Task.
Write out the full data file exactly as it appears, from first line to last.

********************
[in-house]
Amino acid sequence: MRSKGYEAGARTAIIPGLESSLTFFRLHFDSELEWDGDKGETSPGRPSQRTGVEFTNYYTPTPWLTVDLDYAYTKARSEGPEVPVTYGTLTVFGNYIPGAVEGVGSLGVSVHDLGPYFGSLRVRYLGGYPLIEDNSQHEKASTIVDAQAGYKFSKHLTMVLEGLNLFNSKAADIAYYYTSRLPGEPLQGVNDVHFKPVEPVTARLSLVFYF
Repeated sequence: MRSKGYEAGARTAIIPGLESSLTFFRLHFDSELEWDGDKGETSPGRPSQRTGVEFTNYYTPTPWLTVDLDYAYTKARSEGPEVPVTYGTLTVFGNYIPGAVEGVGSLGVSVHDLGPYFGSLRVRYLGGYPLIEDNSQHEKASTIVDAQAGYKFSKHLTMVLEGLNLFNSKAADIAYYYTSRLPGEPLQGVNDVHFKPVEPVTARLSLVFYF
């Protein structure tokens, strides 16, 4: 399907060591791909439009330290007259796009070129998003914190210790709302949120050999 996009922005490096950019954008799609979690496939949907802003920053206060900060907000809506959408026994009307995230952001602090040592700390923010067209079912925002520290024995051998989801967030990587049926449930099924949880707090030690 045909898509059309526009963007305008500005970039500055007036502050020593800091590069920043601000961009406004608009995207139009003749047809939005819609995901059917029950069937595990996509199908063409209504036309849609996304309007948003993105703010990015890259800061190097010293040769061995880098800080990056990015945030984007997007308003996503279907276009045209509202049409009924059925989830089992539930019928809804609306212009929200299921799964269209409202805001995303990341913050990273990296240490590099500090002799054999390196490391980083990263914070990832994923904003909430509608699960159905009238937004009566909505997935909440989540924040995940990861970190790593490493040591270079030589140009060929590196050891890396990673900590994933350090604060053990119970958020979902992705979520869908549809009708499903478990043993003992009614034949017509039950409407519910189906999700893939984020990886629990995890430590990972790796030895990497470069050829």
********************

[in-house]
Amino acid sequence: MRSKGYEAGARTAIIPGLESSLTFFRLHFDSELEWDGDKGETSPGRPSQRTGVEFTNYYTPTPWLTVDLDYAYTKARSEGPEVPVTYGTLTVFGNYIPGAVEGVGSLGVSVHDLGPYFGSLRVRYLGGYPLIEDNSQHEKASTIVDAQAGYKFSKHLTMVLEGLNLFNSKAADIAYYYTSRLPGEPLQGVNDVHFKPVEPVTARLSLVFYF
Repeated sequence: MRSKGYEAGARTAIIPGLESSLTFFRLHFDSELEWDGDKGETSPGRPSQRTGVEFTNYYTPTPWLTVDLDYAYTKARSEGPEVPVTYGTLTVFGNYIPGAVEGVGSLGVSVHDLGPYFGSLRVRYLGGYPLIEDNSQHEKASTIVDAQAGYKFSKHLTMVLEGLNLFNSKAADIAYYYTSRLPGEPLQGVNDVHFKPVEPVTARLSLVFYF
């Protein structure tokens, strides 16, 4: 399907060591791909439009330290007259796009070129998003914190210790709302949120050999 996009922005490096950019954008799609979690496939949907802003920053206060900060907000809506959408026994009307995230952001602090040592700390923010067209079912925002520290024995051998989801967030990587049926449930099924949880707090030690 045909898509059309526009963007305008500005970039500055007036502050020593800091590069920043601000961009406004608009995207139009003749047809939005819609995901059917029950069937595990996509199908063409209504036309849609996304309007948003993105703010990015890259800061190097010293040769061995880098800080990056990015945030984007997007308003996503279907276009045209509202049409009924059925989830089992539930019928809804609306212009929200299921799964269209409202805001995303990341913050990273990296240490590099500090002799054999390196490391980083990263914070990832994923904003909430509608699960159905009238937004009566909505997935909440989540924040995940990861970190790593490493040591270079030589140009060929590196050891890396990673900590994933350090604060053990119970958020979902992705979520869908549809009708499903478990043993003992009614034949017509039950409407519910189906999700893939984020990886629990995890430590990972790796030895990497470069050829």